Sen. Lieu is Shocked! — Shocked! — Toyota is leaving Torrance

Sen. Lieu is Shocked! — Shocked! — Toyota is leaving Torrance

Toyota texasDemocratic State Sen. Ted Lieu is Shocked!  — Shocked! — that Toyota’s U.S. headquarters is splitting Torrance, which he represents, for Texas. He wrote on his website:

“I am really angry. Nothing prepared any of us for this surprise announcement by Toyota. The fact is thousands of families in our community are directly impacted by this decision – families who depend on Toyota for their livelihoods. I’ve spent this morning acquiring as much information as I can and am preparing my office to do everything it can to help these families and friends during this difficult transition for our community.” 

Yet given that almost every week brings news of a major company — Occidental, Raytheon, Trend Micro — leaving for Texas, who really can be surprised? I sure wasn’t.

And Lieu himself bears some of the blame for California’s horrible business climate. Let’s just look at some recent news releases right on his website after his Toyota outrage missive:

SACRAMENTO –  Sen. Ted Lieu today joined Assemblymember Al Muratsuchi, Stop Hermosa Beach Oil and Heal the Bay at the Hermosa Beach Pier to announce legislation designed to assist the City if voters uphold the ban on oil drilling.”

Granted, the ocean view is nicer without oil derricks popping up. But if you want a car company, don’t you also need oil for the cars?

SACRAMENTO – State Sen. Ted Lieu of Torrance has been given an 89-percent score by the California Environmental Justice Alliance, a rating that was not exceeded by any other lawmaker in the 120-member Legislature, for key votes cast on nine bills during the 2013 session of the Legislature.”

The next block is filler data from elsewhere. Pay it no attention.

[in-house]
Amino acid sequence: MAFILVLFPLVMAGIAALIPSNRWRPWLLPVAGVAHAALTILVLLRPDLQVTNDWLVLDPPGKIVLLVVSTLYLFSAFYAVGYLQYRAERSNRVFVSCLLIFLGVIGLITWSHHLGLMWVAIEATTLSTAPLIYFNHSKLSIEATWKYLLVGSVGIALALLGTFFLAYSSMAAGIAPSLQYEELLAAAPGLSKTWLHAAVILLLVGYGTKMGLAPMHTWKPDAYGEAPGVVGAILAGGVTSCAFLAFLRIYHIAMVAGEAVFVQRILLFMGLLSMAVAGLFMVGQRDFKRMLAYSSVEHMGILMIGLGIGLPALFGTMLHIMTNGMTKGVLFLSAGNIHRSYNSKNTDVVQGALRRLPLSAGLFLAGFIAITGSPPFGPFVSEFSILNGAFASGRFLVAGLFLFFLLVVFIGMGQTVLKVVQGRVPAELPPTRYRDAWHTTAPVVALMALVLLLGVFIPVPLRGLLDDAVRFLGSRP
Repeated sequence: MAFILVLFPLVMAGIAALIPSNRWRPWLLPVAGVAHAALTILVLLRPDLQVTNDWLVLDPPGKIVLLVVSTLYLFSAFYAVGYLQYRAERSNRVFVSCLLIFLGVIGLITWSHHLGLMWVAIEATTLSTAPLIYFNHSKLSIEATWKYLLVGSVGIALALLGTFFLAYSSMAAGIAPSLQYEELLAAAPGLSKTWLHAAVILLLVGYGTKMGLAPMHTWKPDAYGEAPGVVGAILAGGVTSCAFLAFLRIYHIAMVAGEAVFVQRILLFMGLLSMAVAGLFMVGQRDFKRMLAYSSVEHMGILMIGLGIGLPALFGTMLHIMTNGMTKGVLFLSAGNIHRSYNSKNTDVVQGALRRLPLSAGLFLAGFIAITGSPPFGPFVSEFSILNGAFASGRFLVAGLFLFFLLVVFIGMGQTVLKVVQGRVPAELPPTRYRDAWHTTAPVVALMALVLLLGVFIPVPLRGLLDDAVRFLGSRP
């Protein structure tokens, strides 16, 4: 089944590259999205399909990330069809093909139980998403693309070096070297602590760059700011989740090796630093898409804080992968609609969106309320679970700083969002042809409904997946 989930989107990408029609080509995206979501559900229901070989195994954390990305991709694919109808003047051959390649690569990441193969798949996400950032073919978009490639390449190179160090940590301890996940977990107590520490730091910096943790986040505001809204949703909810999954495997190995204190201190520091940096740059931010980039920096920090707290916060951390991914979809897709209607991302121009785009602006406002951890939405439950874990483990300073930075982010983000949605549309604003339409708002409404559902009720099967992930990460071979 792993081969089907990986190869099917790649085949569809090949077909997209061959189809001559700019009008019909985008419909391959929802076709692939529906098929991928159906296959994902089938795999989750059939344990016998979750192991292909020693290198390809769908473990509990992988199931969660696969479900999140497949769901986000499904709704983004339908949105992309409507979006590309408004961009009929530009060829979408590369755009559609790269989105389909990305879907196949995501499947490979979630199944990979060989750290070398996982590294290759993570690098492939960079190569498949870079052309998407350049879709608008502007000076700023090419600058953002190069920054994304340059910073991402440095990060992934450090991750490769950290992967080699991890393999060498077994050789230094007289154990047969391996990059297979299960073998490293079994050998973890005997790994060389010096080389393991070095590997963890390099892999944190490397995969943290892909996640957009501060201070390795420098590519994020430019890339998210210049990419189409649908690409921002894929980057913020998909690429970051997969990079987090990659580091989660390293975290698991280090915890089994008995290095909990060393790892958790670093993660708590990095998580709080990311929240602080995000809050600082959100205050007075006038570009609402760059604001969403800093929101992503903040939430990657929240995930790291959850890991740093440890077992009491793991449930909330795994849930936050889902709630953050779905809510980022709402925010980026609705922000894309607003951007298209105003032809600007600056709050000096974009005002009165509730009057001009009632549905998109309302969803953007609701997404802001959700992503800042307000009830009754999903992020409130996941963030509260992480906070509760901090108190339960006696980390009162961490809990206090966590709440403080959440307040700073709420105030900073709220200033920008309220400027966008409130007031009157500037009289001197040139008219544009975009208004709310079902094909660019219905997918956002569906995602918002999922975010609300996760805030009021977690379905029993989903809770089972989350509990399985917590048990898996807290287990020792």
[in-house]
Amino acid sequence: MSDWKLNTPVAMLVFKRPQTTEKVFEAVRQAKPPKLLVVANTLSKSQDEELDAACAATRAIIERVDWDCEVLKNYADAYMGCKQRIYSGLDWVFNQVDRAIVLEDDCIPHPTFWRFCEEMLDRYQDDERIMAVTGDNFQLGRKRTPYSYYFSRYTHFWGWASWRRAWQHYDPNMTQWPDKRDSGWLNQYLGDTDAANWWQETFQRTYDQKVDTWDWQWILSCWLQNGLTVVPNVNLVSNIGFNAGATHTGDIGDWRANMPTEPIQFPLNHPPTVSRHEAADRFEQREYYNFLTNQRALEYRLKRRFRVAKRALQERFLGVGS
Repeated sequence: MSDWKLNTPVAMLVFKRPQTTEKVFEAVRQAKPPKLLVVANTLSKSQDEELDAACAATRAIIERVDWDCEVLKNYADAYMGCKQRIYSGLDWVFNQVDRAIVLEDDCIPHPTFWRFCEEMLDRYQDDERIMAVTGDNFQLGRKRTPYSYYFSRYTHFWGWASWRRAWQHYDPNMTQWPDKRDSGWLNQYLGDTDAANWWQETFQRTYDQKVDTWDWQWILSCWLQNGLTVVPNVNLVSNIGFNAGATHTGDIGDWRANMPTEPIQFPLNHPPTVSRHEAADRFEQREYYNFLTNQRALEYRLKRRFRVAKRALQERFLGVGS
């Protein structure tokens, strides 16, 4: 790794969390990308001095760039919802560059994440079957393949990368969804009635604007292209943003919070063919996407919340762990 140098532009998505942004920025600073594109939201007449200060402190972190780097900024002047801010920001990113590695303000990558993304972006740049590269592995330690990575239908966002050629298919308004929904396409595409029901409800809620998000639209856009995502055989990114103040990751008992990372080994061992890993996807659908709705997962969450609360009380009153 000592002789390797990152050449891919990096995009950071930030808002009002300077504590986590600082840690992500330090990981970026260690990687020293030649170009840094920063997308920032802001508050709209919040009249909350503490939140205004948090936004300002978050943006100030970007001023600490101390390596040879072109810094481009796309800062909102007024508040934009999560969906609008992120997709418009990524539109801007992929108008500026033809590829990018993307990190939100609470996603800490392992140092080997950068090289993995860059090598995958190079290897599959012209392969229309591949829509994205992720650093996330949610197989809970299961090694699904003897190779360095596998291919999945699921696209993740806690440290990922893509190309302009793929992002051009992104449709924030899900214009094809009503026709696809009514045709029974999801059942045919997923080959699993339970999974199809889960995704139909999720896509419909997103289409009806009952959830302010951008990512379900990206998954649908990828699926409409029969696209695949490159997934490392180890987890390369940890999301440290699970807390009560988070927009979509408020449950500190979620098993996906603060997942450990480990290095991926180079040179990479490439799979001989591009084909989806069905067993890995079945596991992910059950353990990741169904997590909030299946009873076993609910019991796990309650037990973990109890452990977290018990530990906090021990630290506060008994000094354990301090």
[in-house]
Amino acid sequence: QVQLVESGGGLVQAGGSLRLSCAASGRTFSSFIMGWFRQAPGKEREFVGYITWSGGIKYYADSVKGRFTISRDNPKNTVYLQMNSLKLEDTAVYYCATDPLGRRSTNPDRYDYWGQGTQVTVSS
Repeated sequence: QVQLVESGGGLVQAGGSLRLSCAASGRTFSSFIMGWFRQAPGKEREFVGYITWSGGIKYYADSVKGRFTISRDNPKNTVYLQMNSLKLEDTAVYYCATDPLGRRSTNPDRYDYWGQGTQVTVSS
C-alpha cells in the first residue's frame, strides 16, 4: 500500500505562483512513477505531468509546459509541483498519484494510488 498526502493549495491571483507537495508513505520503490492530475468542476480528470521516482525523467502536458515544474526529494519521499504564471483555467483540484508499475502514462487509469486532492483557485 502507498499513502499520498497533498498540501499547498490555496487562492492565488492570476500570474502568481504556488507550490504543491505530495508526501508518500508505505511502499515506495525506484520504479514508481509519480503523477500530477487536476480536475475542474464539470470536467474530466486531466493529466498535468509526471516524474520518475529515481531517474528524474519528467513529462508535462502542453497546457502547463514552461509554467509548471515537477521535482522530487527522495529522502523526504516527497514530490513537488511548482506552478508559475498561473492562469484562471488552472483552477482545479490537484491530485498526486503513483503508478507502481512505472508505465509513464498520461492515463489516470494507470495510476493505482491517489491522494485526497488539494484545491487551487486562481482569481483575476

I checked the scorecard. One bill that garnered Lieu a high score was AB 1165. According to the Alliance, it “Would have required an employer that is cited for a ‘serious,’ ‘willful,’ or ‘repeat’ violation of employee safety rules to abate the hazard identified by the citation, even if the employer appeals the citation.”

That is, even if you were not guilty of the violation, and were appealing it, you still had to “abate” the non-hazard!

AB 1165 was so radical that Gov. Jerry Brown, no slouch on environmental matters, vetoed it. He wrote in his veto message:

“Unfortunately, this measure would require the creation of a separate hearing process at the Division of Occupational Safety and Health — duplicating an expedited Cal/OSHA Appeals Board process which was recently adopted.”

Of course, a future Gov. Gavin Newsom or Gov. Kamala  Harris might sign a similar bill.

No wonder Toyota left. The only “surprise” was that they didn’t leave sooner.

Tags assigned to this article:
Jerry BrownJohn SeilerTed LieuToyota

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